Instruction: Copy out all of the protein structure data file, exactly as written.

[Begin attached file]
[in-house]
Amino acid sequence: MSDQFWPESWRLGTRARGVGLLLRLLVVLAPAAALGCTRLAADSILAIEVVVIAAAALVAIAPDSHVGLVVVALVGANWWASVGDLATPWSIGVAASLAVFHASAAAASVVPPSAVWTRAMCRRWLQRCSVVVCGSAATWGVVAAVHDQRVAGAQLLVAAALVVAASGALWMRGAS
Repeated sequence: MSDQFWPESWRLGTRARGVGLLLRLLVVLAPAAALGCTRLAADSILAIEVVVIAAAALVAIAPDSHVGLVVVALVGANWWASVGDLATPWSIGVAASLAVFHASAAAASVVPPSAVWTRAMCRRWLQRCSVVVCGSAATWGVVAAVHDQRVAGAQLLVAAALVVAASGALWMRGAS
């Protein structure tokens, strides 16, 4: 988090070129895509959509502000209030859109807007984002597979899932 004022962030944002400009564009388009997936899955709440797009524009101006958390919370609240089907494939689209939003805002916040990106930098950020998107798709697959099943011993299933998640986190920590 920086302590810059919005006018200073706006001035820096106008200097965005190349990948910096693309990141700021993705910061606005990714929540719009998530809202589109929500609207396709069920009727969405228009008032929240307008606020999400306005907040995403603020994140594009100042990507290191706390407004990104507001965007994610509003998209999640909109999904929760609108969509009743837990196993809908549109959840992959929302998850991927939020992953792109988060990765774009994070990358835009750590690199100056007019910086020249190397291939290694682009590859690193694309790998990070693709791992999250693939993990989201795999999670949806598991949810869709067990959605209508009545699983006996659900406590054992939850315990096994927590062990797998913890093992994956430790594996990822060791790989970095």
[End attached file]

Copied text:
[in-house]
Amino acid sequence: MSDQFWPESWRLGTRARGVGLLLRLLVVLAPAAALGCTRLAADSILAIEVVVIAAAALVAIAPDSHVGLVVVALVGANWWASVGDLATPWSIGVAASLAVFHASAAAASVVPPSAVWTRAMCRRWLQRCSVVVCGSAATWGVVAAVHDQRVAGAQLLVAAALVVAASGALWMRGAS
Repeated sequence: MSDQFWPESWRLGTRARGVGLLLRLLVVLAPAAALGCTRLAADSILAIEVVVIAAAALVAIAPDSHVGLVVVALVGANWWASVGDLATPWSIGVAASLAVFHASAAAASVVPPSAVWTRAMCRRWLQRCSVVVCGSAATWGVVAAVHDQRVAGAQLLVAAALVVAASGALWMRGAS
């Protein structure tokens, strides 16, 4: 988090070129895509959509502000209030859109807007984002597979899932 004022962030944002400009564009388009997936899955709440797009524009101006958390919370609240089907494939689209939003805002916040990106930098950020998107798709697959099943011993299933998640986190920590 920086302590810059919005006018200073706006001035820096106008200097965005190349990948910096693309990141700021993705910061606005990714929540719009998530809202589109929500609207396709069920009727969405228009008032929240307008606020999400306005907040995403603020994140594009100042990507290191706390407004990104507001965007994610509003998209999640909109999904929760609108969509009743837990196993809908549109959840992959929302998850991927939020992953792109988060990765774009994070990358835009750590690199100056007019910086020249190397291939290694682009590859690193694309790998990070693709791992999250693939993990989201795999999670949806598991949810869709067990959605209508009545699983006996659900406590054992939850315990096994927590062990797998913890093992994956430790594996990822060791790989970095």